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Tides awards the $10,000 2015 Pizzigati Prize to software developer Vishwas Babu

Public-interest computing’s highest honor is going to a programmer who’s helping nonprofits worldwide deliver quality financial services to the poor and unbanked. San Francisco, February 19, 2015 — In today’s staggeringly unequal world, the global charity Oxfam recently detailed, 80 enormously rich individuals hold as much wealth as our planet’s poorest 3.5 billion people. Amid this deeply rooted inequality, few commercial financial institutions have shown much interest in serving people of meager means. But ...
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Currents with Kriss: The Community Costs of Business Isolation

Currents with Kriss is a regular column by Tides CEO Kriss Deiglmeier.

Introduction

San Francisco is abuzz with debate about the responsibility tech companies have to the cities where their workers live and the cities in which they operate. The visible culprit, provoking a wave of public protest, is private shuttling of employees at the Bay Area’s lead tech companies to and from San Francisco and Silicon Valley, in luxury buses that pick up workers at public bus stops along the city’s main...

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Program Related Investments: Changing Business as Usual for Philanthropy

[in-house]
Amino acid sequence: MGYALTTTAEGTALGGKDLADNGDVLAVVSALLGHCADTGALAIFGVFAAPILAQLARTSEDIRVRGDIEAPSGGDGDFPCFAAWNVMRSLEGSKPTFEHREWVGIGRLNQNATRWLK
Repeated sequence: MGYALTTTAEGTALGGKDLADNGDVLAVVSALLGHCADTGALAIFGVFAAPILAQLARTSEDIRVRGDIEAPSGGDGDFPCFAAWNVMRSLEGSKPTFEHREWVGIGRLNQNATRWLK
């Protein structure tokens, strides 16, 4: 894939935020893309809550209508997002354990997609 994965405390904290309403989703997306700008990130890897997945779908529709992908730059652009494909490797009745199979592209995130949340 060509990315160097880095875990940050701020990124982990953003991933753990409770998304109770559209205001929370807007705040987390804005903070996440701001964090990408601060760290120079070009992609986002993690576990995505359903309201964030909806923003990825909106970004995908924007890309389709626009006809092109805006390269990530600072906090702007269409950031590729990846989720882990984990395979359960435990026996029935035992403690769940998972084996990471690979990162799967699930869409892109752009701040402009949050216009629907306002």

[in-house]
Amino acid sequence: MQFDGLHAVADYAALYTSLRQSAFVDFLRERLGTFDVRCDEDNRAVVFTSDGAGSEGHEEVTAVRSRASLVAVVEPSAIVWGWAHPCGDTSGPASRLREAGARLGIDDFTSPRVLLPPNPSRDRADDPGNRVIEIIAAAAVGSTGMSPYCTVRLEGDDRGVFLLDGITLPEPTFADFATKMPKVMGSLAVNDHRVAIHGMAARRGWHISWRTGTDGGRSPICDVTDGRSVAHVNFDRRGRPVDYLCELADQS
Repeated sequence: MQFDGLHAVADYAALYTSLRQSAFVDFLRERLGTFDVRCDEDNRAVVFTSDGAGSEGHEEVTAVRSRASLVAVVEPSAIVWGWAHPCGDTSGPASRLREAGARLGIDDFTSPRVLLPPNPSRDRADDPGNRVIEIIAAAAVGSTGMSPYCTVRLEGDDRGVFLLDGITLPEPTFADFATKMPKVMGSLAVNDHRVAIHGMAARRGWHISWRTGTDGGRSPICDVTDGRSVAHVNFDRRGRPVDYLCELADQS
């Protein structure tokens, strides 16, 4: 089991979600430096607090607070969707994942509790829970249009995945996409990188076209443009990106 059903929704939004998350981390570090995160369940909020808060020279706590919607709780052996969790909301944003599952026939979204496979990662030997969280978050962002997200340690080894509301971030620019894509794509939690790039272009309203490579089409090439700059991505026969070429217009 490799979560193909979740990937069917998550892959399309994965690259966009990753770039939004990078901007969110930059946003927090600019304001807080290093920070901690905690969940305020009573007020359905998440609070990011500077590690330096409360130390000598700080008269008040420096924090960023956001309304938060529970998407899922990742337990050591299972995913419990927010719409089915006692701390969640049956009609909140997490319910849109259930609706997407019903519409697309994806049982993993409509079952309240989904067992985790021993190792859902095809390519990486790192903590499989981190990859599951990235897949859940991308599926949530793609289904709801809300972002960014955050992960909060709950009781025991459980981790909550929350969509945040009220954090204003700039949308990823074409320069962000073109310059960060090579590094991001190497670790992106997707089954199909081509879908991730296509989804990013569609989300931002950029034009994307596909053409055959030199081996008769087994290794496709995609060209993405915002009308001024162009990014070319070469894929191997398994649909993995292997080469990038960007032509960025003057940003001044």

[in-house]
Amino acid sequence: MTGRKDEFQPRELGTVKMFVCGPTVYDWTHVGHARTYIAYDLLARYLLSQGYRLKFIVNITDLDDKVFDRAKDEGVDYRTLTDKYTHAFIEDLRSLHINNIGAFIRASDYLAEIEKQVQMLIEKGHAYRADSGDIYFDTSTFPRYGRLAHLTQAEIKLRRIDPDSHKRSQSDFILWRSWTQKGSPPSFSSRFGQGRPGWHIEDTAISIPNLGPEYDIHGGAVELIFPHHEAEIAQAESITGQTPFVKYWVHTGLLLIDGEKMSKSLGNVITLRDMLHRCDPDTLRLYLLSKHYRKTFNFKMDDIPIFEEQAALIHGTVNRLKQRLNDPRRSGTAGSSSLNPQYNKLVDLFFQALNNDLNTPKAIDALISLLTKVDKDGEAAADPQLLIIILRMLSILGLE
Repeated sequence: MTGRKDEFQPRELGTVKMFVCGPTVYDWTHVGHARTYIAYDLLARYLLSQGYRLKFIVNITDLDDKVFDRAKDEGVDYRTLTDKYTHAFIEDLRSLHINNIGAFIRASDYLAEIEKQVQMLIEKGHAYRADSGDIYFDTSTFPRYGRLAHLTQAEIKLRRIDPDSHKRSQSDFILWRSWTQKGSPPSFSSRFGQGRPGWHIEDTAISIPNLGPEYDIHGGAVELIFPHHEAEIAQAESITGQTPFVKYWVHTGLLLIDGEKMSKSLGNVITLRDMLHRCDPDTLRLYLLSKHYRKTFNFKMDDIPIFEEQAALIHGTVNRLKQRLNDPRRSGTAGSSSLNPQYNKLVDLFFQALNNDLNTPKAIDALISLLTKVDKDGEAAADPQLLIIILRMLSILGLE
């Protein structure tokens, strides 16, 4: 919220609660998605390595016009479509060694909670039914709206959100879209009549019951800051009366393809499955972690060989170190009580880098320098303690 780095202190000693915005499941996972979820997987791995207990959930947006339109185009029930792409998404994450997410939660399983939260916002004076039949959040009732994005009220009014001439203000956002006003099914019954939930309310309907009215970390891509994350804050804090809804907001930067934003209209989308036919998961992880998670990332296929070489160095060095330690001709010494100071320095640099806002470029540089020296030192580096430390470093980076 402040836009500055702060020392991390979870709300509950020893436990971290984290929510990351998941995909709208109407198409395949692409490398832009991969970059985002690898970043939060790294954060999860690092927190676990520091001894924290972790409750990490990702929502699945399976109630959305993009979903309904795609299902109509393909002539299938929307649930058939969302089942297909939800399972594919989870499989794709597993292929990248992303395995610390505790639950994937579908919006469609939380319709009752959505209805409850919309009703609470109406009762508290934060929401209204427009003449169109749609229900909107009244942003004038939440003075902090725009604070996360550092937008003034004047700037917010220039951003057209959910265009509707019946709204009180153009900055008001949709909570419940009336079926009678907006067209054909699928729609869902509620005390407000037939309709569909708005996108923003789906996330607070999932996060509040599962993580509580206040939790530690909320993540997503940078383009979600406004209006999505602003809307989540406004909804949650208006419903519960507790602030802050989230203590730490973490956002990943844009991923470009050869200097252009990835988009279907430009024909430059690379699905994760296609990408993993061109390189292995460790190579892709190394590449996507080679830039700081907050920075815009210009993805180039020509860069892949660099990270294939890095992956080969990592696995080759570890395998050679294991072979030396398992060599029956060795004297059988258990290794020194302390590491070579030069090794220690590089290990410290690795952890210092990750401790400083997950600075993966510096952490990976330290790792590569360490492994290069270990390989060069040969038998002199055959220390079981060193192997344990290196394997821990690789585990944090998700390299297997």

Last week Tides attended the Mission Impact conference in Seattle, to continue to explore the best way to leverage program-related investments in Tides’ signature MRI Pooled Fund, and to learn more about the changes afoot in the philanthropic investors community. At the conference, More for Mission and PRI Makers Network announced they have joined forces to become Mission Investors Exchange, an organization dedicated to helping philanthropic investors increase the impact of their capital.
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Predictive Philanthropy: Driving Data Towards Collective Action

Rapidly growing community needs and opportunities outpace the progress of programs and services, heightening the urgency to find ways to bring more people, money and other resources together in concert.  As such, Tides is launching predictive philanthropy, a process for driving collaborative, data-based funding decisions focused on the development of local leadership and assets.
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Dispatches from the Field | Silicon Valley, Meet Silicon Savannah

For the past week, I have participated on a learning journey in Kenya organized by London-based Leaders’ Quest on behalf of the Rockefeller Foundation. Twenty leaders from around the world joined the Quest to explore opportunities for impact investing in Africa. Participants include such diverse individuals as the domestic investment manager of China’s sovereign wealth fund, the Chairman of UK-based Sustainability, the CFO of the Rockefeller Foundation, the CEO of Bangalore-based Rural Shores, and many more.
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Can America Spare Some Social Change?